Federal Court rejects gaming claims against Turning Stone

VERONA, N.Y. (WKTV) - A federal court decision Thursday rejected Upstate Citizens for Equality Leaders David Vickers and Scott Peterman's decade-long challenges to the legality of gaming at Turning Stone, which was a significant part of their opposition to Oneida trust land.

The court has specifically ruled against allegations that the Oneida gaming compact is invalid and that gaming cannot occur on the Oneida reservation. In so ruling, the Court re-affirmed that the Oneida Nation's 300,000 acres reservation was never disestablished.

This decision is the sixth federal court ruling since the U.S. Supreme Court's 2005 City of Sherrill opinion to uphold the ongoing existence of the 300,000 acre Oneida reservation, and to reaffirm that the reservation never was disestablished since recognized in treaties entered between the United States and the Oneida Nation in the late 18th century.

"Although the Nation obviously is pleased by the outcome, we really are not surprised by it," said Mark Emery, director of media relations for the Oneida Nation. "It has been clear from the start of these cases, as demonstrated by the references in the federal court ruling to earlier decisions rejecting these same claims, that they never had merit." Emery further stated, "It is a shame that so much time and energy had to be expended addressing these allegations, but everyone has a right to their day in court. We are pleased the long saga over the legality of gaming at Turning Stone finally is over."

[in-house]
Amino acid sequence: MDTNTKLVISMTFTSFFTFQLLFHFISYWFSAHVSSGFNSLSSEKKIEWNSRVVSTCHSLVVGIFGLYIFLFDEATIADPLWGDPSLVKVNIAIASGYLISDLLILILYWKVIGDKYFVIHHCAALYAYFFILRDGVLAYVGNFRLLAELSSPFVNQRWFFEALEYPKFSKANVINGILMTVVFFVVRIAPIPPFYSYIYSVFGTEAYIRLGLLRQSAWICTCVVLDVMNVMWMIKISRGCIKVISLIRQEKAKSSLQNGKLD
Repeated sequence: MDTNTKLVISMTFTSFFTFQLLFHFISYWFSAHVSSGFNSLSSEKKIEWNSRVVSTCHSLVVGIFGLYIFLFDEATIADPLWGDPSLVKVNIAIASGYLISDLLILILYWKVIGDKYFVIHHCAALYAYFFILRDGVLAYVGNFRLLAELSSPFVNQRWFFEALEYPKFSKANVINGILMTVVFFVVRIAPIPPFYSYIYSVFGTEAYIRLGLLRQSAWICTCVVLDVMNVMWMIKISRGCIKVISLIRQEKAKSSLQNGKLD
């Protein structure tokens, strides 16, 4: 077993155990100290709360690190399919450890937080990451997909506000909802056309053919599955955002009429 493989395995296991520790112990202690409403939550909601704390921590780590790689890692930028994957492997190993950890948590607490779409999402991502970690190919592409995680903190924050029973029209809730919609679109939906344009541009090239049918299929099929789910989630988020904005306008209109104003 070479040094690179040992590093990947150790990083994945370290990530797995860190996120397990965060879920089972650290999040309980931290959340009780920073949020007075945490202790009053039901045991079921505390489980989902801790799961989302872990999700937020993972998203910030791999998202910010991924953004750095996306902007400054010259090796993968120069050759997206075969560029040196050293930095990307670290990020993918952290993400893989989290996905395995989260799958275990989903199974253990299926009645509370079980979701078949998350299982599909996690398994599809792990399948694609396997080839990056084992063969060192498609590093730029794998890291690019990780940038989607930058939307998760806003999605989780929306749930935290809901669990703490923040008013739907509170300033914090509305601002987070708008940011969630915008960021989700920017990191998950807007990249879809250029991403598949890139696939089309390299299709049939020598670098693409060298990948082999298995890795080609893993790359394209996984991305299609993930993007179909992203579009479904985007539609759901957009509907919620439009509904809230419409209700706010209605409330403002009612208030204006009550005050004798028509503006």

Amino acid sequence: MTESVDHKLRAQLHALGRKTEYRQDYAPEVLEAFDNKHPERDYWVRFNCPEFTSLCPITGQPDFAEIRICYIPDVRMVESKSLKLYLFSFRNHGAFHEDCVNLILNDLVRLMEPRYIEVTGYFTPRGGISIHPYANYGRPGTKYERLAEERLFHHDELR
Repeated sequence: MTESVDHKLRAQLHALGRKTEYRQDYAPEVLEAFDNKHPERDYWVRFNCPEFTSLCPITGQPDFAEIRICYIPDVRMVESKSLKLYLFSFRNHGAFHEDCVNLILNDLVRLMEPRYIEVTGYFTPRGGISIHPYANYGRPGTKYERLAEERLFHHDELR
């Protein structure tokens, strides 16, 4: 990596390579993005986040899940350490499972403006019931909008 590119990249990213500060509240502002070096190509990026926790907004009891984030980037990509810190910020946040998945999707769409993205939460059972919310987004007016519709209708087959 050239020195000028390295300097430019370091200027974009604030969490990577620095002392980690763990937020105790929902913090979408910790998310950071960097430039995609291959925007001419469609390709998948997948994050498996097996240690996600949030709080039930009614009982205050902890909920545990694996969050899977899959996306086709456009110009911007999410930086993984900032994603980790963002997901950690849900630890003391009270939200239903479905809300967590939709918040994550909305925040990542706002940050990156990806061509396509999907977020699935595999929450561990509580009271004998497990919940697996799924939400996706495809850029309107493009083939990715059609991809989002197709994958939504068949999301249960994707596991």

In addition to its rejection of the gaming challenges, the federal court granted the United States Department of Justice and Oneida Nation's motions to dismiss several of the other claims on the same grounds it rejected the same claims by Michael Hennessy and David Townsend earlier this week.

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